Historic Haverhill

A small village offers a glimpse into the past



The Congregational Church is part of the Haverhill Corner Historic District.

Photo by Stillman Rogers

It was our search for New Hampshire’s first farm-to-market road that took us to Haverhill Corner. We had lost it somewhere around Goshen, and decided to look for it from its northern terminus in Haverhill. We didn’t find the missing sections, because what we found in Haverhill sidetracked us: views of Mt Washington, a painted theater curtain and a beautifully preserved center that, according to the National Register, “represents an epitome of eighteenth-century town planning in northern New England.” And ice cream.

The settlement of Haverhill, high above the Connecticut River north of Hanover, was a direct result of the French and Indian Wars. That river, rarely straight for long, becomes especially wiggly as it flows alongside Haverhill, winding in great curves that leave large stretches of flat land between them. The river overflows in the spring, leaving behind prime topsoil as it recedes. These fertile oxbows didn’t escape notice by soldiers making their way home after the surrender of Montreal in 1760. As such alluvial land is not plentiful in New England, in 1763 a group petitioned New Hampshire’s royal governor to grant the township of Haverhill, and built the first permanent structures soon after. None of these has survived, but some in Haverhill Corner date between 1769 and the Revolution.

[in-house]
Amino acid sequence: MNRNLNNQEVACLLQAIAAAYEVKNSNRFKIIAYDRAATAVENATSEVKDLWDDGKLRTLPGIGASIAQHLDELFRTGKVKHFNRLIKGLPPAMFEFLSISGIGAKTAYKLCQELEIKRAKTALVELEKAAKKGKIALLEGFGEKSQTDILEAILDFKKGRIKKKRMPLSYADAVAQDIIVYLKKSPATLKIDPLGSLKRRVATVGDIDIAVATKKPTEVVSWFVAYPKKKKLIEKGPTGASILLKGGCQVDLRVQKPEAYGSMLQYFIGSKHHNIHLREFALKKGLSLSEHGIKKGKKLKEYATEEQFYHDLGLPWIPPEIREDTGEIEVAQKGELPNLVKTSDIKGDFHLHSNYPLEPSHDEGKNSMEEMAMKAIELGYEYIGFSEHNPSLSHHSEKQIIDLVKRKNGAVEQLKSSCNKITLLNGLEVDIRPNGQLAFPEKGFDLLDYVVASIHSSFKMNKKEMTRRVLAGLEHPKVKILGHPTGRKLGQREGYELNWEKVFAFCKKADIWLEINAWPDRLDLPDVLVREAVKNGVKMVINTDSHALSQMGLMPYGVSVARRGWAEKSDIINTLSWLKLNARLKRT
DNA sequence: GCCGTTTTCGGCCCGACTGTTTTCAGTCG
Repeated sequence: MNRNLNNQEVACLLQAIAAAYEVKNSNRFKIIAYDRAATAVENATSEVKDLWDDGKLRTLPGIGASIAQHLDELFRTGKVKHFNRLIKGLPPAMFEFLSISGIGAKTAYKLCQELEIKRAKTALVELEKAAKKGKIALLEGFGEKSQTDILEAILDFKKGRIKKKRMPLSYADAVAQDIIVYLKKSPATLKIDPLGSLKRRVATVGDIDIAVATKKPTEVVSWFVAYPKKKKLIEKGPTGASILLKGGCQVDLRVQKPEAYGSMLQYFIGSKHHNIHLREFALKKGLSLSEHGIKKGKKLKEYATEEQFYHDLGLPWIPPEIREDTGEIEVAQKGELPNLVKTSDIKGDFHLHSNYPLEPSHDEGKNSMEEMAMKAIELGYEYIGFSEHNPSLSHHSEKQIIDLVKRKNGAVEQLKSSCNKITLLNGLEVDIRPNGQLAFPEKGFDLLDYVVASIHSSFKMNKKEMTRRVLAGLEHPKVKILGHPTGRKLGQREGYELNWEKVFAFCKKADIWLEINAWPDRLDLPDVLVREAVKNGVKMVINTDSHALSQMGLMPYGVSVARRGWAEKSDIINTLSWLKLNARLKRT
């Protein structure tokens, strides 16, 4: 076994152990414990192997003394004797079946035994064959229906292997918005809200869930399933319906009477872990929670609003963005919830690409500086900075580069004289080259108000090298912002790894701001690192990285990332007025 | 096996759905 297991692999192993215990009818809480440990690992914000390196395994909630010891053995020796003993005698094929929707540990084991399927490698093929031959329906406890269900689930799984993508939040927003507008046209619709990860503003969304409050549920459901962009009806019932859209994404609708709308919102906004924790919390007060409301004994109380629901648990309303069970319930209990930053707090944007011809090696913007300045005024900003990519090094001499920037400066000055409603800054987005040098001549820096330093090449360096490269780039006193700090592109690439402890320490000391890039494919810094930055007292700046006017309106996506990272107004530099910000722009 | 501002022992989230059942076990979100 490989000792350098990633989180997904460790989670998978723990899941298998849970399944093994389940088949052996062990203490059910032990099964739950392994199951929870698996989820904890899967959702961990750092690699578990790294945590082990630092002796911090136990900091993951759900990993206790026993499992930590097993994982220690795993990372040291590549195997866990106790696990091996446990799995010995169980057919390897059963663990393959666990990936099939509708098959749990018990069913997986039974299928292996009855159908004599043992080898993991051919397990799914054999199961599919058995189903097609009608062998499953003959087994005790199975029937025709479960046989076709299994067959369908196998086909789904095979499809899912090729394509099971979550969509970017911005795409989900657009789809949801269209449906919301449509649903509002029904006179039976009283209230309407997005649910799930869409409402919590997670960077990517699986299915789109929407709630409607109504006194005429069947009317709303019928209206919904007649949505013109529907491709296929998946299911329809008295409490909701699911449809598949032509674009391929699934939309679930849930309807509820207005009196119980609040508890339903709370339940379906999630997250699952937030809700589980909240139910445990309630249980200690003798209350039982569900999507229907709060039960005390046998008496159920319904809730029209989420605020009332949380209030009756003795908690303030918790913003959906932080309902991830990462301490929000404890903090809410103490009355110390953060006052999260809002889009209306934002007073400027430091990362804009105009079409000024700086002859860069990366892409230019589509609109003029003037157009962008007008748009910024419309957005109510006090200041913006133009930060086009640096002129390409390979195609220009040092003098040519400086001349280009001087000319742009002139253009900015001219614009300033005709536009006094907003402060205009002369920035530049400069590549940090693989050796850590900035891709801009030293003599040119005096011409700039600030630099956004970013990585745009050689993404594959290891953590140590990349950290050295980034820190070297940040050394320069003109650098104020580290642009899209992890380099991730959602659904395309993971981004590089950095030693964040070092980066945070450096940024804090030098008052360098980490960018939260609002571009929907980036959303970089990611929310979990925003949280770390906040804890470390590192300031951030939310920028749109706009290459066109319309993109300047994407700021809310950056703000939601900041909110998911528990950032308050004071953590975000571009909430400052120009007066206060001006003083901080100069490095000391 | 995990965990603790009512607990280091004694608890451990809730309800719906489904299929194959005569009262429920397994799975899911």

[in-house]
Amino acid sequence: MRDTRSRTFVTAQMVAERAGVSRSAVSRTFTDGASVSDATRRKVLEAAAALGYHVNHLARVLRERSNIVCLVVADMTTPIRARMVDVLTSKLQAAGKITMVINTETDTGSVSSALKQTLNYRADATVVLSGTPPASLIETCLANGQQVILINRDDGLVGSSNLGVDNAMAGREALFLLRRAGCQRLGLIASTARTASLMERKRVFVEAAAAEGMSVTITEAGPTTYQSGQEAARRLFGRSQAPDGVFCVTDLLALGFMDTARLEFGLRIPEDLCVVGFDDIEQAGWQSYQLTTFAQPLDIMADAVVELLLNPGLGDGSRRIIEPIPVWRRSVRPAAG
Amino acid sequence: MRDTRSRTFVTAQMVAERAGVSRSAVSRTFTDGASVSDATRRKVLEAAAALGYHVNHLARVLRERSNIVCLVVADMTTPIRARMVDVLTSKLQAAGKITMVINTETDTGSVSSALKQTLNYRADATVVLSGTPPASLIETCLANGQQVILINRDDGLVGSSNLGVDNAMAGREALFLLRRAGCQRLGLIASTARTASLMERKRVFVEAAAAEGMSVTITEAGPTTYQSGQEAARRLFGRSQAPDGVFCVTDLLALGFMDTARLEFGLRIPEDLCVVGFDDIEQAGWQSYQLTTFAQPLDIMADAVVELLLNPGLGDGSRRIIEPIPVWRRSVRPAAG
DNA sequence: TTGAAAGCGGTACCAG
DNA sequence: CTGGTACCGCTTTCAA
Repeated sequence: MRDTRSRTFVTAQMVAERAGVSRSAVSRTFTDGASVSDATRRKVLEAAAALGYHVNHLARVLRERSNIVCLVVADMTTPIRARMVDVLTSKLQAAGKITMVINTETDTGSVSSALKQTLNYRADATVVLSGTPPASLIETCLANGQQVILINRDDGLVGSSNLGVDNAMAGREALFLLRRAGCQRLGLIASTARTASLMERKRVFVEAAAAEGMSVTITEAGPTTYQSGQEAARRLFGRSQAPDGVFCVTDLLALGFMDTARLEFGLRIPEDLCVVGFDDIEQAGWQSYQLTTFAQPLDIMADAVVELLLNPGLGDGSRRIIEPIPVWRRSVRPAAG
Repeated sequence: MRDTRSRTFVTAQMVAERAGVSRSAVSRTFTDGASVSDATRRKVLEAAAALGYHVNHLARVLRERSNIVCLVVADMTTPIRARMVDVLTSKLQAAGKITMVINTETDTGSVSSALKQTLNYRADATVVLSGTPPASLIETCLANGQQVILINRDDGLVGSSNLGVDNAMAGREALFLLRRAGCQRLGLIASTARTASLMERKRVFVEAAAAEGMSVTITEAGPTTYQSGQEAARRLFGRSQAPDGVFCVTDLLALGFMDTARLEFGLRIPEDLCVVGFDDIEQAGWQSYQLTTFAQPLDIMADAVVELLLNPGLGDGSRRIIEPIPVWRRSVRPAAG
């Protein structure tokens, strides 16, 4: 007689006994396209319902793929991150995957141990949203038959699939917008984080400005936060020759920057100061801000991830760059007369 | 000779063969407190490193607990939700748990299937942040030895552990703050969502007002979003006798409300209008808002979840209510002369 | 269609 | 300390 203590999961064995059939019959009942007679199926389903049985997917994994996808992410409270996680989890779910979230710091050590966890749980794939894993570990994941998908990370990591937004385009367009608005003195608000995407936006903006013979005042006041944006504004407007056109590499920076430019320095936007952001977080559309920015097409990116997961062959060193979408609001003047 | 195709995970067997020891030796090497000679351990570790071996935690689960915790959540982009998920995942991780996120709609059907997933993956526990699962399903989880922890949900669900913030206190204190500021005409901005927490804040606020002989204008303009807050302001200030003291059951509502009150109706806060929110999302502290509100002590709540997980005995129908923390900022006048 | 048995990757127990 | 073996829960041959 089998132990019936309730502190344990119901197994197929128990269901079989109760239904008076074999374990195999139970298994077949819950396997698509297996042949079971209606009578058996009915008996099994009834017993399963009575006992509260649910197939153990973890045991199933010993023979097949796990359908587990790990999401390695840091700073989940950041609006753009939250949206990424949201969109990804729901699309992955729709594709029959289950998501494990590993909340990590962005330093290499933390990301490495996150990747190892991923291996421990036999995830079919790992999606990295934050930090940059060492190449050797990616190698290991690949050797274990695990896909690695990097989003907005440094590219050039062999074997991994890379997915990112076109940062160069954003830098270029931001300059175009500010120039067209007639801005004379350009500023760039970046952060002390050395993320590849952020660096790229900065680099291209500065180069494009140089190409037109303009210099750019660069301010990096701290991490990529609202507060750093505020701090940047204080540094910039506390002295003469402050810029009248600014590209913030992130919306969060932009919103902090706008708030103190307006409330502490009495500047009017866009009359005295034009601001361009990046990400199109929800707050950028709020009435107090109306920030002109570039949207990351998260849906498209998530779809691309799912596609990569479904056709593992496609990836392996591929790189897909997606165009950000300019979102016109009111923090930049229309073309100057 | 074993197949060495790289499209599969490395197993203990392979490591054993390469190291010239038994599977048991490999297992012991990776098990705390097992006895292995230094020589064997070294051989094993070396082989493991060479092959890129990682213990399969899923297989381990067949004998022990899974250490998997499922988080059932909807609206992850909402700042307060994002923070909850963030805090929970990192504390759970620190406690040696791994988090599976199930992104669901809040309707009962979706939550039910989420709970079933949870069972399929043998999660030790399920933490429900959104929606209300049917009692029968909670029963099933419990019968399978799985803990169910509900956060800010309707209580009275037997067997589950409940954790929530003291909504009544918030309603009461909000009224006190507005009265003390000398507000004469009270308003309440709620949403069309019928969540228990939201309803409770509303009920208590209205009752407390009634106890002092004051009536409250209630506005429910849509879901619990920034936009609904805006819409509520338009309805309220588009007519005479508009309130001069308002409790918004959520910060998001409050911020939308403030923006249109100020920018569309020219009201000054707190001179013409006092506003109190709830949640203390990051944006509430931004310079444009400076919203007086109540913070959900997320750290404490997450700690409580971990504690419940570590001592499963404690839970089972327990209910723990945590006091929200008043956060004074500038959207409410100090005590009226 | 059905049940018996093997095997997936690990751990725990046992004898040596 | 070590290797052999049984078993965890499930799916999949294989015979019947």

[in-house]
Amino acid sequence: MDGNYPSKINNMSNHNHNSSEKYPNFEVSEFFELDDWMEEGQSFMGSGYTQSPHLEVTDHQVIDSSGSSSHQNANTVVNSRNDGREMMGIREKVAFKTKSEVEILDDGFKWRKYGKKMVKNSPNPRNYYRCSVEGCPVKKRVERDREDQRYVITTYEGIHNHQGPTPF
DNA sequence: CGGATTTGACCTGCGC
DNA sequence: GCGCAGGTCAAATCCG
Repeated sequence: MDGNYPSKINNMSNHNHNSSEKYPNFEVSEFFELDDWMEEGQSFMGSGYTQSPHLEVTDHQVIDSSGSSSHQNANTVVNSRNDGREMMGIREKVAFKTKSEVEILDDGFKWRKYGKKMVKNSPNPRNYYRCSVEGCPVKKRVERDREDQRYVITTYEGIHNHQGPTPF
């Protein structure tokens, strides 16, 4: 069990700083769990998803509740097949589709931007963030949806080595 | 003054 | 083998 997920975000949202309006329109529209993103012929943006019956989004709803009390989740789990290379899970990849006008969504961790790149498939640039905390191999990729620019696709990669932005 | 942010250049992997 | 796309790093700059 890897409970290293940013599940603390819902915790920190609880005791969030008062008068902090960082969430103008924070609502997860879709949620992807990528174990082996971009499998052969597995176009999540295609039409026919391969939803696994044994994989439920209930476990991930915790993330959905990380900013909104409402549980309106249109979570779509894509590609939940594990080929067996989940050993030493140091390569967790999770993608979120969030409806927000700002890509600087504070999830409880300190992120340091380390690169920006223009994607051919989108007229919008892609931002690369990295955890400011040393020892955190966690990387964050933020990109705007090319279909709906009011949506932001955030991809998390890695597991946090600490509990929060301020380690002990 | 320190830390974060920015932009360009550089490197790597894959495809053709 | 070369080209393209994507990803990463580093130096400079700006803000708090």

It wasn’t long before the tidy village of Haverhill Corner was underway. Its neat and regular plan was no accident. In fact, it was a direct result of royal instructions by George II, implemented by Royal Governor Benning Wentworth in the charter of the township. Included in the standard language of all such grants was the provision that a tract of land near the center should be “Reserved and marked Out For Town Lotts one of which shall be allotted to Each Grantee of the Contents of One Acre.”

In most places, these rules to assure responsible settlement were taken literally and the village placed squarely in the center. But Haverhill’s founders had a keen eye to the value of the riverside farmlands that brought them here, so they sited their village at a southern corner, high on a terrace overlooking the valley. Then they divided the alluvial oxbows of the floodplain into small, narrow lots, giving each of the township’s proprietors an equal share of the most productive farmland.

The minor miracle is that this original town is still here today, and in nearly pristine condition. There are rows of beautiful Georgian and Federal homes and public buildings. The Haverhill Corner Historic District, listed on the National Register of Historic Places, includes homes overlooking the two side-by-side commons, a number of buildings along Route 10 and several more on Court Street, which began as the first Province Road, later becoming the Coos Turnpike.